"We watched the woman disappear into the bend of the road. It was unsettling. She seemed possessed, driven by some mimetic force. I was afraid that that force was also a part of me. I was also a worshiper, set wandering in an unfamiliar land."
It seems this week I have been driven to write about my mother. It has happened more than once. Here she is again. Tapping my shoulder a reminder that she loved blue. There is the one and only photo of her where she wears a dress of blue. The photo was taken years and years ago. In the photo are my two nephews, my mother and myself.. The photo was taken in West Philadelphia. She sewed it. A light blue that now I wish to call "Indigo." I have much to learn about Indigo. It is easy to pick up on the author, Catherine E. Mckinley's, fervent love for the color. One day my son asked me my favorite color. I said, "I don't have one." I don't. Perhaps, I choose colors by mood. Today red and tomorrow green, there…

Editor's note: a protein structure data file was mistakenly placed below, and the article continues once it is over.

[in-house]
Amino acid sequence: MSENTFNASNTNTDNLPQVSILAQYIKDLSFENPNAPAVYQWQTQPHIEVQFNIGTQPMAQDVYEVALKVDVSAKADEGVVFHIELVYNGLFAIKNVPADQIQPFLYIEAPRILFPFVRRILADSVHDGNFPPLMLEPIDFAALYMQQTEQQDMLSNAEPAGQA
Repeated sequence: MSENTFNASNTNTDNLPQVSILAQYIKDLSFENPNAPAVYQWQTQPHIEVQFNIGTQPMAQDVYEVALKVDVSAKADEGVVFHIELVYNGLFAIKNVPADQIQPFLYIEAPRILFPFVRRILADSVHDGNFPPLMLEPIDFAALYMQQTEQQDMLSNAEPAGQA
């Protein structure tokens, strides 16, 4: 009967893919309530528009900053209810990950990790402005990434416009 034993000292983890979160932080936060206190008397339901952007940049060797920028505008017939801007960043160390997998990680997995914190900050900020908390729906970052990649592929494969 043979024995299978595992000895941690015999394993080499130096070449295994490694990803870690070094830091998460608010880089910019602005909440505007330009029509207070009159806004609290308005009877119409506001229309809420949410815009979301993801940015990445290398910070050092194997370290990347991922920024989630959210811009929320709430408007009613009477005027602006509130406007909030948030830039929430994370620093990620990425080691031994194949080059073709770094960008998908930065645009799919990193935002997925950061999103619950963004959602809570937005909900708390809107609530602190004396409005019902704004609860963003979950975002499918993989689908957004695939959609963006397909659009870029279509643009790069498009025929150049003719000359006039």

"At London RAF Northolt airport, very few planes were cleared for takeoff. The crosswinds were strong; the downpour of sleet reduced visibility to nil." From the first line, you're sucked into the suspenseful novel. I look forward to getting back to reading it today. Maybe "sucked in" is a poor choice of words.
"The difference between life and death was information:..the greatest danger was not the river, but the desert beyond. There the temperatures were so hellish they melted stones, there was no water, and they could be preyed upon by scorpions, wildcats, and hungry real coyotes...Rattlesnakes, as well as coral, moccasin, and darting indigo snakes, came out to hunt at night, the time when the migrants set off, because the daytime heat was lethal."isabelallende